South East Coast Ambulance Service NHS Foundation Trust has today launched the use of specially knitted pocket blankets for premature babies who are unable to be resuscitated.
Named Lilly Pockets in honour of Emergency Care Support Worker James Ingleton and his wife Sarah’s daughter, who was born prematurely at 17 weeks, the carefully knitted pockets were the idea SECAmb’s Consultant Midwife, Dawn Kerslake.
Dawn said: “In my previous role in hospital, we had all sorts of things like this for premature babies. However, it was apparent that when I joined the ambulance service, crews didn’t have anything specific to place babies into for the parents and so these little Lilly pockets are designed to place a premature baby, under 20 weeks.”
Thanks to Cuddles UK, a non-profit-making group of keen knitters who knit items for premature babies, we have issued in the region of 500 Lilly Pockets which will now form part of the crews’ maternity kit bag.
For James and Sarah, it is a fitting honour to the memory of their daughter who was diagnosed with Edwards’ Syndrome following the couple’s first scan.
Very few babies with Edwards’ Syndrome survive and most die either after or just before they are born. Babies with Edwards’ Syndrome will have three copies of chromosome number 18 instead of two.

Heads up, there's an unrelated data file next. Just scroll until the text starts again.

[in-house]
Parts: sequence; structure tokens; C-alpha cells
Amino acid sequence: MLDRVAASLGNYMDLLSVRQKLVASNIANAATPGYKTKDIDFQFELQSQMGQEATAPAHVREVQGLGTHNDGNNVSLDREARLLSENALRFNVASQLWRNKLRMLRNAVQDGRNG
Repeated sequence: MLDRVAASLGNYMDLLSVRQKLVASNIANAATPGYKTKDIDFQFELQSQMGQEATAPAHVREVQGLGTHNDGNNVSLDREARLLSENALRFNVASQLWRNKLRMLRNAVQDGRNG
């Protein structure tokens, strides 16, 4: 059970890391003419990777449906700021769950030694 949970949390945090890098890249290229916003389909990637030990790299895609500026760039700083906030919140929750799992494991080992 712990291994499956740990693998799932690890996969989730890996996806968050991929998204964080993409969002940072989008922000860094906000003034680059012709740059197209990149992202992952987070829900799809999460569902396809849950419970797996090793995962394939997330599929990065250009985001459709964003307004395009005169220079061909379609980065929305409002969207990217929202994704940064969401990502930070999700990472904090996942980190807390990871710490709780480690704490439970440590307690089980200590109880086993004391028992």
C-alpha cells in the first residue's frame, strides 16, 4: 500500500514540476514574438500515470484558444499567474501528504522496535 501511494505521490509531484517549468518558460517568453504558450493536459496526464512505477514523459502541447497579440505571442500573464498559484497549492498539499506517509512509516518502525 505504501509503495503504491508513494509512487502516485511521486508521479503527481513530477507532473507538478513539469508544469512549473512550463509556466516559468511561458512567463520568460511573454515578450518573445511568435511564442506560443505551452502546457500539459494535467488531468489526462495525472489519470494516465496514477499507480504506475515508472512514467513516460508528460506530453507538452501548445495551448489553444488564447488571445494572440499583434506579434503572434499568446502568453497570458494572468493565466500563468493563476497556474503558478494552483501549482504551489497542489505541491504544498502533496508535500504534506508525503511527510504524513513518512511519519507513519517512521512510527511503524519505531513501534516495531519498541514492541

Initially the pockets were to be named cuddle pockets but after James shared his and Sarah’s experience of losing Lilly during an online maternity training session, Dawn approached James to ask whether the pockets could be named after Lilly.
James, who is based at our Make Ready Centre in Ashford, said: “I am so pleased and so proud that we have these blankets in her legacy. It touched me so deeply and meant so much to us that someone recognised how important this is to parents.”
Sarah added: “It really is the little things that mean so much to you when you are going through something like this. I remember having a blanket for Lilly and it was so important to me that she had that and it is something that has always stayed with me. Parents will remember these little things.”